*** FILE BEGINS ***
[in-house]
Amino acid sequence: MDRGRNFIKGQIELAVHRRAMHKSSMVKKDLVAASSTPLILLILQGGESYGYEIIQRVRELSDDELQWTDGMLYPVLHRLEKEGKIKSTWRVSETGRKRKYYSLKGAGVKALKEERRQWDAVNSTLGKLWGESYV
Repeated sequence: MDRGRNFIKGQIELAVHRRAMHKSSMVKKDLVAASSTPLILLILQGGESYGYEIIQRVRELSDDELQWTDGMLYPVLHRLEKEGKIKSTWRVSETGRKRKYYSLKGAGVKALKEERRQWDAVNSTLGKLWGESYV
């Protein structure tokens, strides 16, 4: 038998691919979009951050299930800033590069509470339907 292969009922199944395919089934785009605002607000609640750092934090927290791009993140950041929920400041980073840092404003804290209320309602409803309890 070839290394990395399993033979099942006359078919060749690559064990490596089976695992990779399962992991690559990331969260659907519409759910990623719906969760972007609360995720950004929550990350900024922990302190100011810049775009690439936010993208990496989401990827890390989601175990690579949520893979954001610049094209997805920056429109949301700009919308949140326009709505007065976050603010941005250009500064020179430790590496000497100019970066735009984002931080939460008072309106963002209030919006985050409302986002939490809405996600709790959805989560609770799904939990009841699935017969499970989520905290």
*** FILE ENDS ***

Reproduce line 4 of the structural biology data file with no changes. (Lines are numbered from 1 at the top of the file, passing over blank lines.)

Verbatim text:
């Protein structure tokens, strides 16, 4: 038998691919979009951050299930800033590069509470339907 292969009922199944395919089934785009605002607000609640750092934090927290791009993140950041929920400041980073840092404003804290209320309602409803309890 070839290394990395399993033979099942006359078919060749690559064990490596089976695992990779399962992991690559990331969260659907519409759910990623719906969760972007609360995720950004929550990350900024922990302190100011810049775009690439936010993208990496989401990827890390989601175990690579949520893979954001610049094209997805920056429109949301700009919308949140326009709505007065976050603010941005250009500064020179430790590496000497100019970066735009984002931080939460008072309106963002209030919006985050409302986002939490809405996600709790959805989560609770799904939990009841699935017969499970989520905290």